New York Tales from Curious Borough Dwellers

013 : Carrie Teicher at the New York Public Library, Manhattan
Born 1979 in White Plains, New York. Carrie Teicher currently works as a medical student. Why New York? Because this space will forever be home. She digs the following Gotham bits: Catching someone’s eye in the window reflection across from you on the subway; chatting with people in the never ending line at Whole Foods; the knowledge that she is never far from water or good food; Riverside Park around 118th street at dusk with the sun setting — almost makes New Jersey look beautiful; when strangers hold the doors to the subway for you because they see you running to catch that train. She is, however, a bit miffed by puddles of gross sludge despite the lack of rain or any visible water source; assumptions that New Yorkers are obnoxious; the gentrification of the whole island of Manhattan; lack of places (like cafes, stores) that let you bring your pooch inside. For more info on Carrie Teicher you should send an email or visit carrielee2.wordpress.com.

image: Carrie Teicher

“Perhaps it was the lanky teenager with the bright red book-bag that made me think I saw Adam.”

This is when it started to rain. Tourists in khaki vests vanished, the chatter of student groups dissipated and suits sprinted back to dry office towers. James, the homeless man who lives in the small garden tucked in front of the northwest corner of the New York Public Library[1], calmly started to pack up his belongings for the safe shelter of the F-train platform.

I took a seat on one of those garden-green folding chairs that moments earlier was occupied by the bustling crowds that congregate daily on 42nd Street. Of course, it’s not so much the people who are here now, but the people who were here then: perhaps it was the lanky teenager with the bright red book-bag that made me think I saw Adam.

A decade earlier, when we were at that teenager age when we knew that we were nothing but wise and almost invincible, Adam and I came here to the library’s stone steps. Here was where he told me what he wanted to be when he grew up (happy, or an artist), where he wanted to travel (Ougadougou, or Seattle) and how the virus he contracted was going to kill him (slowly, by destroying each and every one of his T-cells). At the time it felt safe to tell him on these steps that I, too, wanted to be happy, and I, too, wanted to see Ougadougou[2].

The warm rain made my t-shirt cling to my body; I was back to the here-and-now world where there was no Adam, just me sitting on a NYC-park-service folding chair with chipped paint. I went over to sit on the old stone steps, and I cried, though crying would not bring him back to our spot on the library’s stone steps.

Then the rains had gone and the benign summer day was back. The tourists ran past the steps to go take their obligatory snapshots with the lions[3]. The students came back to sit with their laptops. The scene abruptly filled back up with all these people who are but transient visitors. And I sat on the cold, wet steps and cried. I only feel this alone here at home surrounded by all these people living their lives in a place that should still be ours. James emerged from around the corner, back up to his garden. As he passed, he said to me, ‘Welcome back’.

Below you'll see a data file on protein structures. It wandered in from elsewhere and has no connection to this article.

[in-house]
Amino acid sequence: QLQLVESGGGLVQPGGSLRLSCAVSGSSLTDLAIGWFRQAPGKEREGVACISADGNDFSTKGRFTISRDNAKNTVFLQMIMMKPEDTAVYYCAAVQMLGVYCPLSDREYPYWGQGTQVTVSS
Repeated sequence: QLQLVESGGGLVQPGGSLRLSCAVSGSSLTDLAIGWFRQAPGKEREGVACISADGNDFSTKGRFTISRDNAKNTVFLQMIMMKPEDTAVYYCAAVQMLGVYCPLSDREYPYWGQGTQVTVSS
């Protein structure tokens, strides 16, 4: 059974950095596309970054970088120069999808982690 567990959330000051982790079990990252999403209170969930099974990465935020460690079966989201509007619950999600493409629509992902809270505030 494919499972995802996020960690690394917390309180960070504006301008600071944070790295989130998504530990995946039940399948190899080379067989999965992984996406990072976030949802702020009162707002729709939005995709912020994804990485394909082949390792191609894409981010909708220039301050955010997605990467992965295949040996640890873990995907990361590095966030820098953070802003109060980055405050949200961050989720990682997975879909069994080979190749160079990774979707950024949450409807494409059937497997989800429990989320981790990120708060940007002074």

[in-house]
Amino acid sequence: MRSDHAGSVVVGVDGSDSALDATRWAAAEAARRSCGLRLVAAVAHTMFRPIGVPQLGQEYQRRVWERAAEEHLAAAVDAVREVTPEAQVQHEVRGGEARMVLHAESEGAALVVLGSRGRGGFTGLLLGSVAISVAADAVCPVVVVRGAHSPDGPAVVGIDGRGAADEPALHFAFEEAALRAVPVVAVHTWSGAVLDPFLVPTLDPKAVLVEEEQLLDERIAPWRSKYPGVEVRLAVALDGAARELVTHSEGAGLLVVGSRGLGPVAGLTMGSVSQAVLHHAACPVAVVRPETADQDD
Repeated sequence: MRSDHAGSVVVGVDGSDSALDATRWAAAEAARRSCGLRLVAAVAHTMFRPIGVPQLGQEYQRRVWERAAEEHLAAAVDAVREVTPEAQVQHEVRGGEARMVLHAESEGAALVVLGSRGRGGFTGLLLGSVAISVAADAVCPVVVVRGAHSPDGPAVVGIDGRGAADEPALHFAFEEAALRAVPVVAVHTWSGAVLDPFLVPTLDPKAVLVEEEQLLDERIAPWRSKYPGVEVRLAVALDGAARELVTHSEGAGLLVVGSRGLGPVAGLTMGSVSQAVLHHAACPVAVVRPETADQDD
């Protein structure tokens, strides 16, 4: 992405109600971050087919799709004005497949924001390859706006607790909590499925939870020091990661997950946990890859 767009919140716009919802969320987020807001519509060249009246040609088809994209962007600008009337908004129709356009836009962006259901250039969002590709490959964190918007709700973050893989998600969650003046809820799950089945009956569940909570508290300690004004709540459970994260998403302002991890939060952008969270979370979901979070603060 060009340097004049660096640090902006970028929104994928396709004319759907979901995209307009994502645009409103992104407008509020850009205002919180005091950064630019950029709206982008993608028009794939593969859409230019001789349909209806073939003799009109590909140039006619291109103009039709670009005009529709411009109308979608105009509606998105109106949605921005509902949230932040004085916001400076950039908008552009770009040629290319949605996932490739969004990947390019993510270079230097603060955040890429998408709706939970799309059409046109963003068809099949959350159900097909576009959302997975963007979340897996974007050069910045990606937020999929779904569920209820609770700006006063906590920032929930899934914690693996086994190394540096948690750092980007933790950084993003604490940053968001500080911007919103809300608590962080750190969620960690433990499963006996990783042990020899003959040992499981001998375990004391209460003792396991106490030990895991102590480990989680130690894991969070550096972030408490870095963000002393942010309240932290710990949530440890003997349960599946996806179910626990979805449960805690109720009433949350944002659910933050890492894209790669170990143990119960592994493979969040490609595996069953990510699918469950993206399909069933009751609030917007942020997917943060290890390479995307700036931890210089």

referenced works

  1. This main branch of the New York Public Library, at 42nd Street and Fifth Ave., was built at the beginning of the 20th century on what had previously been the site of the above-ground Croton Reservoir. If you're living in New York or passing through for a year and you happen to be working on a research project or a creative project that involves research, be sure to apply for a fellowship. You'll get your own private room in this historic Beaux-Arts branch. Also a good place to visit if you dig pneumatic tubes.
  2. Carrie has indeed visited Ouagadougou, the capital of Burkina Faso. She happened across the border when she was a Peace Corps volunteer in Mali in 2001.
  3. Nicknamed "Patience" and "Fortitude" in the 1930s by three-term New York mayor Fiorello LaGuardia.

location information


017That's when I knew I wanted to live in New York: in the midst of those fragile bralets and bodysuits.— Ling Ma

016The guns, we tell the police later, were black like ice.— Tara Deal

015...my own talisman against the folly of my youth.— Andrea Jarrell

014Y'all in a band'r somethin'?— Abraham

013Perhaps it was the lanky teenager with the bright red book-bag that made me think I saw Adam.— Carrie Teicher

012I remember flattening myself against the streaky windows of the PATH train like an insect.— Erin Fisher

011I glanced up to see another shape hit the sand.— Ken H. Judy

010Vibrating almost imperceptibly in the breeze like a woody tuning fork.— Rob Giampietro

009Then the jazz stopped and the radio said the war had started in the Middle East. — Roland Kelts

008Shirtless Boris Yeltsin’s skin reddens as he reads a book.— Michael Maiello

007Port Authority was there with open, non-judging arms.— Khoi Vinh

006His almost-loss was my almost- nonexistence.— Matthew Rand

005On the cold hard floor of the orphanage, I sang, longing for the day that they would come and rescue me.— Jen Egan

004He was a lawyer, after all.— Kristin Gardner

003The parking lot gate was open, and we ran in with the skateboard.— Lorraine Martindale

002We arrived on completely Russian streets, with Russian signs and a familiar rudeness.— Kseniya Melnik

001...the hourly clicking of Oxfords and high heels across the parking lot.— Tam Nomgum


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